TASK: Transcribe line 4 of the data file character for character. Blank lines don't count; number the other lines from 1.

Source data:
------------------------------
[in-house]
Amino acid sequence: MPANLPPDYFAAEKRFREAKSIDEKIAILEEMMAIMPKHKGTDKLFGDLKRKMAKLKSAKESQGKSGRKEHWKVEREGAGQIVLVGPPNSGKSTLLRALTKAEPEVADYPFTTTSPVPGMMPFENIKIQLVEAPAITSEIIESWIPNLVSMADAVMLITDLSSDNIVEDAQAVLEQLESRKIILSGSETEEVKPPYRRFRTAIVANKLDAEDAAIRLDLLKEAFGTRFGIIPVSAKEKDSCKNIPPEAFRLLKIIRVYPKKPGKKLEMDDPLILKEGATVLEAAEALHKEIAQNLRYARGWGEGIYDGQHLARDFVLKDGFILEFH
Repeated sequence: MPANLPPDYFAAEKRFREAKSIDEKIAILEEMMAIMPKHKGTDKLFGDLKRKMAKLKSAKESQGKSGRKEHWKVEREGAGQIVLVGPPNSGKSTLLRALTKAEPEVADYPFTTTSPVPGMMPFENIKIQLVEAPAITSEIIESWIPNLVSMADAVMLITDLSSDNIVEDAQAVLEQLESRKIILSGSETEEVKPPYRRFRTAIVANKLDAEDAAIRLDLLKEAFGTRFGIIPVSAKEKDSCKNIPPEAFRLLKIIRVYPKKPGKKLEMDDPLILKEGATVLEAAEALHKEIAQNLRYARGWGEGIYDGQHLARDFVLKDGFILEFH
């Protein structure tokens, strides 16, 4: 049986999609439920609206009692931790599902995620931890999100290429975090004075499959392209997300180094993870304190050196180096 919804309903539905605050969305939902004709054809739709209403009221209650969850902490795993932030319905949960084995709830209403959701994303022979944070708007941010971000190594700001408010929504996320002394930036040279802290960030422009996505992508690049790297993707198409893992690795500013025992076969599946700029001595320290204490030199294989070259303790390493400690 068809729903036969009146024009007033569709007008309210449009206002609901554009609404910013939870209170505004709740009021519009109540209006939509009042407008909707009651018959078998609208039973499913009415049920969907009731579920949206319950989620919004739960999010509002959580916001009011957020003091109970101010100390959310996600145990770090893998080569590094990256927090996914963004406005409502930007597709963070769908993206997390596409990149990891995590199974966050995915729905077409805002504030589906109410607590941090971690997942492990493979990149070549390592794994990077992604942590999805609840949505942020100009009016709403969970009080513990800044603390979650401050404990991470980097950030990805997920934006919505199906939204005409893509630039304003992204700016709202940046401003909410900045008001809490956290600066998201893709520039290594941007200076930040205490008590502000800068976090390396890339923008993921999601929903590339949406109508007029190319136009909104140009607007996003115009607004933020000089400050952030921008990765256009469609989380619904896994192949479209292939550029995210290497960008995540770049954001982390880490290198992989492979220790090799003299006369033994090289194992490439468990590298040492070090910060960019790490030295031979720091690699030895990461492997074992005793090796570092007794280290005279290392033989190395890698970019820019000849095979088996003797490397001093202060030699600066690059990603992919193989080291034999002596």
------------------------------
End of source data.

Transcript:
């Protein structure tokens, strides 16, 4: 049986999609439920609206009692931790599902995620931890999100290429975090004075499959392209997300180094993870304190050196180096 919804309903539905605050969305939902004709054809739709209403009221209650969850902490795993932030319905949960084995709830209403959701994303022979944070708007941010971000190594700001408010929504996320002394930036040279802290960030422009996505992508690049790297993707198409893992690795500013025992076969599946700029001595320290204490030199294989070259303790390493400690 068809729903036969009146024009007033569709007008309210449009206002609901554009609404910013939870209170505004709740009021519009109540209006939509009042407008909707009651018959078998609208039973499913009415049920969907009731579920949206319950989620919004739960999010509002959580916001009011957020003091109970101010100390959310996600145990770090893998080569590094990256927090996914963004406005409502930007597709963070769908993206997390596409990149990891995590199974966050995915729905077409805002504030589906109410607590941090971690997942492990493979990149070549390592794994990077992604942590999805609840949505942020100009009016709403969970009080513990800044603390979650401050404990991470980097950030990805997920934006919505199906939204005409893509630039304003992204700016709202940046401003909410900045008001809490956290600066998201893709520039290594941007200076930040205490008590502000800068976090390396890339923008993921999601929903590339949406109508007029190319136009909104140009607007996003115009607004933020000089400050952030921008990765256009469609989380619904896994192949479209292939550029995210290497960008995540770049954001982390880490290198992989492979220790090799003299006369033994090289194992490439468990590298040492070090910060960019790490030295031979720091690699030895990461492997074992005793090796570092007794280290005279290392033989190395890698970019820019000849095979088996003797490397001093202060030699600066690059990603992919193989080291034999002596």